A new study has called into question the safety of the popular drug Zofran. GlaxoSmithKline manufactures Zofran, also known as ondansetron. Zofran is approved by the Food and Drug Administration to treat nausea and vomiting caused by chemotherapy, radiation treatment and surgery. It is also prescribed by some doctors to treat nausea experienced by pregnant women. The study indicates that pregnant women who take Zofran may suffer an increased risk of severe birth defects and other injuries.
Morning sickness affects roughly three-fourths of all pregnant women and can last for months. It is caused by rising hormone levels and often strikes women in the first trimester of pregnancy. Zofran works by blocking the action of the chemical serotonin. The off-label use of Zofran to combat morning sickness has grown tremendously since the drug was first approved in the early 1990s. Roughly one million women pregnant women take Zofran every year to treat nausea.
The new study questions whether the drug is safe to be taken during pregnancy. It reviewed the medical history of 900,000 women in Denmark and found that Zofran could double the risk of cardiac malformations. The study found a 30 percent increase in major congenital malformations among those exposed to Zofran. The December 2014 issue of American Journal of Obstetrics and Gynecology published the study.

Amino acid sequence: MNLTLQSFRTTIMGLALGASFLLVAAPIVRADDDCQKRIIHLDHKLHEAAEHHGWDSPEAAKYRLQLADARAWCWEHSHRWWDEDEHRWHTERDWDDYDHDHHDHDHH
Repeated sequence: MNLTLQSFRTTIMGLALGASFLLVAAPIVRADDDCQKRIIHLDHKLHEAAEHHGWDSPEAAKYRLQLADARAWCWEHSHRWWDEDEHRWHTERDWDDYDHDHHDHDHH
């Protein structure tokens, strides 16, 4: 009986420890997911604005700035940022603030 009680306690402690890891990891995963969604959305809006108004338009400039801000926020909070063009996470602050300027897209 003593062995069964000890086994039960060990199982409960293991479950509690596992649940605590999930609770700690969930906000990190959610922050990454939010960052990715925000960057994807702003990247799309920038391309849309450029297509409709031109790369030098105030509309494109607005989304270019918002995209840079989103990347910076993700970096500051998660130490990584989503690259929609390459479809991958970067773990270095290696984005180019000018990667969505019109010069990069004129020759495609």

Zofran is not the only anti-nausea drug on the market. There are alternatives that have been tested for use as treatments for morning sickness. These alternatives should be prescribed as long as there is the potential for harm to mothers and their unborn children from Zofran.
Source: Drugwatch, “Popular Nausea Drug Zofran May Increase Risk of Birth Defects,” by Michell Llamas, 18 February 2015